Beergate and Starmer’s pledge to quit shouldn’t surprise anyone – it’s all pure politics

It is surprising how many people who take a passing interest in politics think they’re making some kind of interesting point by pointing out that politics is politically motivated

Tom Peck
Monday 09 May 2022 18:54
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<p>Of course Durham Police has been harangued by Tory MPs and their gleefully pliant newspapers into reopening an investigation into Keir Starmer</p>

Of course Durham Police has been harangued by Tory MPs and their gleefully pliant newspapers into reopening an investigation into Keir Starmer

Now that Keir Starmer has promised to resign if he’s found to have done something he knows he hasn’t done or he wouldn’t have promised to resign, could this be considered an opportune time to point out that every aspect of this months-long saga is, for want of a better word, complete b******s?

Yes, of course, Durham Police has been harangued by Tory MPs and their gleefully pliant newspapers into reopening an investigation into Keir Starmer, in the desperate hope that Johnson might be saved through making his rival look almost as bad as he is.

Of course it’s politically motivated. It is surprising how many people who take a passing interest in politics think they’re making some kind of interesting point by pointing out that politics is politically motivated.

There has been fully four months now of outrage about the law-breaking parties in Downing Street. And that outrage is entirely justified. But that too is politically motivated.

Has it been entirely forgotten who is behind it all? You know, that guy with the blog, Dominic Cummings, the one sitting in his basement desperately trying to take down the prime minister, his great galaxy brain still not quite large enough to compute that the only thing he’s any good at is breaking things?

Four months of Keir Starmer and co, going on about integrity and trust in politics, gleefully firing off ammunition handed to them by the guy who knew about all this stuff from day one, but only decided to do anything about it once he’d lost his job and decided he had a personal vendetta to settle?

Yes, the man behind this four-month Integrity and Trust rolling horror show really is the same guy that masterminded a referendum campaign whose highlights included launching a football prediction competition in order to get his hands on the data of the people he felt would be most susceptible to his outright lies.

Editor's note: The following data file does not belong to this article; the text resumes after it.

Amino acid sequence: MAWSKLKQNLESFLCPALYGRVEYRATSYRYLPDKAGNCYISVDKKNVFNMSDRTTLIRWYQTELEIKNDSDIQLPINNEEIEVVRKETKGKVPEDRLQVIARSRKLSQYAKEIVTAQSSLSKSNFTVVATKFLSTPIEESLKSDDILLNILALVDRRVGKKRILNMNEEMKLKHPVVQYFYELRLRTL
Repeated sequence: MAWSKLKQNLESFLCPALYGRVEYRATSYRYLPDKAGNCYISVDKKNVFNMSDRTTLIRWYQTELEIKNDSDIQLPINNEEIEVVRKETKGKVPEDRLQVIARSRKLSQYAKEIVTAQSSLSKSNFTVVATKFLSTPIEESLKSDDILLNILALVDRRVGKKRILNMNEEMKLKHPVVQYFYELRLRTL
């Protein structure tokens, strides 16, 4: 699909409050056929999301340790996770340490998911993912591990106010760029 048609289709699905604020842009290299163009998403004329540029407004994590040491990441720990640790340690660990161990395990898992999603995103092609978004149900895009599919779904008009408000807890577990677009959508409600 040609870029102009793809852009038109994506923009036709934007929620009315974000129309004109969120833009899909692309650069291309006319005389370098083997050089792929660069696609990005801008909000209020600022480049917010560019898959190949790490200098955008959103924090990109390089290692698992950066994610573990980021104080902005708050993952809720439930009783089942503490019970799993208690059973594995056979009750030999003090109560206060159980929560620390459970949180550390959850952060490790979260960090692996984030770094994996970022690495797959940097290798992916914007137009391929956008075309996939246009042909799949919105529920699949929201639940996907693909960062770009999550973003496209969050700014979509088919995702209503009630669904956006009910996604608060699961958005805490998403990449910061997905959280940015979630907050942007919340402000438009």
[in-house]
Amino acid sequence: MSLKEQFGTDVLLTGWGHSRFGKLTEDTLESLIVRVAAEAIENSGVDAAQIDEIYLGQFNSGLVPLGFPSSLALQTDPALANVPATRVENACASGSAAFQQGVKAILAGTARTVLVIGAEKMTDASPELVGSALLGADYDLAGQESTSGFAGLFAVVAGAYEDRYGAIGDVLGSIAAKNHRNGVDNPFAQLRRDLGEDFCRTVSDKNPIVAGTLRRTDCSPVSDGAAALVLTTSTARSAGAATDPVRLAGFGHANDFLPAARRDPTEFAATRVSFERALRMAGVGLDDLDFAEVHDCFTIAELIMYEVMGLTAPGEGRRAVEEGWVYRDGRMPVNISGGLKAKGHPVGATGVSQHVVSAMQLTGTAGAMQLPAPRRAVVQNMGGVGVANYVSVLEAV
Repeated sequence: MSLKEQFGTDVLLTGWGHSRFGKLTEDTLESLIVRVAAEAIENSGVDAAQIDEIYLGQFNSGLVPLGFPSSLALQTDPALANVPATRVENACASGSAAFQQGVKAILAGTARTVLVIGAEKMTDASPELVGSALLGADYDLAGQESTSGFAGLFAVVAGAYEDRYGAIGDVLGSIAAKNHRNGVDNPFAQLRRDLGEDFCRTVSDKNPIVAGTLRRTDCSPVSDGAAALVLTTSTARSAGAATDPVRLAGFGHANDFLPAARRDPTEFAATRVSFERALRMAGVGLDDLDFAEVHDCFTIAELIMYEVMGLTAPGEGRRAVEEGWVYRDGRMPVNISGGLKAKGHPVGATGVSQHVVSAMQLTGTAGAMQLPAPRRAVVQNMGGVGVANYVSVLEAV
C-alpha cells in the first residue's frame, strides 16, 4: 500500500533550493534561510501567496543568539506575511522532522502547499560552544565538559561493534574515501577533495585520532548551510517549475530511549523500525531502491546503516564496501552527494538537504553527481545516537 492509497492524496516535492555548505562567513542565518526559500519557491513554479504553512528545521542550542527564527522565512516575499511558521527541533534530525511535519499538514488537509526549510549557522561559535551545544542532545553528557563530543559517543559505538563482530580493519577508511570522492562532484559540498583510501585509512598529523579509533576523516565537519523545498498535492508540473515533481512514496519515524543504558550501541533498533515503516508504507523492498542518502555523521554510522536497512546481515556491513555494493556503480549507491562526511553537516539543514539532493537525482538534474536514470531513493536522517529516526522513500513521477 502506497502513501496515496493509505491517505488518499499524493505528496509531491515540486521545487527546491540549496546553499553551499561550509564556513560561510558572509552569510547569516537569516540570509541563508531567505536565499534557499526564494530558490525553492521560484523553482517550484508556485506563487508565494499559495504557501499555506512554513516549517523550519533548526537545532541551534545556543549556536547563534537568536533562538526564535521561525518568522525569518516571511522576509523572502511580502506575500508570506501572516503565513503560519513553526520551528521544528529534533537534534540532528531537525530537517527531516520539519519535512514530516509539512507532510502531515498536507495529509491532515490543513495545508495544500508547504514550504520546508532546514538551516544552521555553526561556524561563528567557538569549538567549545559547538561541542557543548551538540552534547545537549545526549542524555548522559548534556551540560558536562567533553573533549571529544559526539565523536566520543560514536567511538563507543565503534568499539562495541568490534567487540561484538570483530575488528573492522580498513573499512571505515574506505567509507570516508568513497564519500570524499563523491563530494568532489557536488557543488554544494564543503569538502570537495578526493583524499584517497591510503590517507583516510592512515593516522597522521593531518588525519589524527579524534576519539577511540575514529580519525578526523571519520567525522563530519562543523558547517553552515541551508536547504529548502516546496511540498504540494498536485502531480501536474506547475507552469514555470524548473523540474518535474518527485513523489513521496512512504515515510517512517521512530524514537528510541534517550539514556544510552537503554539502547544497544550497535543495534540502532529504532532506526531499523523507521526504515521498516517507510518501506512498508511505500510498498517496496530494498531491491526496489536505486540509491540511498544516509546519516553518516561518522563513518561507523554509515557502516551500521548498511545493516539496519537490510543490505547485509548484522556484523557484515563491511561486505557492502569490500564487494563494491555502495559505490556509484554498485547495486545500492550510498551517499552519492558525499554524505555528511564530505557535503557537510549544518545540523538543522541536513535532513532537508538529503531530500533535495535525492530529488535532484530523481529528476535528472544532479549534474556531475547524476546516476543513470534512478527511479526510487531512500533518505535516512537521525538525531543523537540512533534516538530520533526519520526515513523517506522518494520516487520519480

And – and this really will shock you – he’s also the guy who broke lockdown rules himself and then lied about it on television.

I know this doesn’t matter – this is this country, after all – but he’s also the guy that likes nothing more than to publicly perform about how tedious it all is, all this politics as media entertainment service, the banality of it all, when if it had all been left up to him the government would only need two members of staff (of which hopefully only one would have to be sacked for being a secret eugenicist) and we’d all be mining the asteroids for bitcoin by now, and “picking up trillion dollar bills off the pavement” (at this point, you have to forget that it was all up to him for a little while, and he was found laughably, hopelessly wanting).

All of which means there is precious little point in pointing out that, for example, when Boris Johnson was found to have broken the law, the Daily Mail declared on its front page, “Don’t They Know There’s A War On”, to borrow an old phrase that became popular when the UK actually fought one, 80 years ago, but isn’t now.

And since then the Mail has been counting up the days in which it has put what it itself has declared to be a non-story on its front page. Today’s clearly states “Beergate: Day 12” – a literal running total of the consecutive days on which, by its own logic, it carries on its own ruthless bombardment of the intelligence of its own readers.

Because this is politics. This is what it’s like. And where we are on Beergate Day 12 and Partygate Day 155, where this merry campaign has led us, is with at least 55 people in Downing Street found to have broken the law, including the prime minister and the chancellor, but neither deeming fit to resign.

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And with it is Keir Starmer, yet again able to make yet another very high profile statement about how he believes in integrity in politics, that he is a decent person, and that Boris Johnson is not. If he is found to have done nothing wrong, Johnson will look even more egregious than before.

And if he is found to have done something wrong then, well, then, two years before a general election, the Labour Party will have rid itself of a leader stupid enough to promise to resign if he’s found to have done something that he knows he’s done.

By this point, the main question on all this that normal members of the public seem to find themselves asking is for how long are they going to be expected to carry on caring about all this stuff? They’re trying to move on from the pandemic, as Johnson’s government desperately wants them to, not least as no one is likely to declare it to have been their finest hour.

Partygate has dragged them very deep into their own excrement, yet they seem not to have worked out that the best way to make that mess go away is not to start picking it up and flinging it at their opponents. Not least as they’ve clearly missed.

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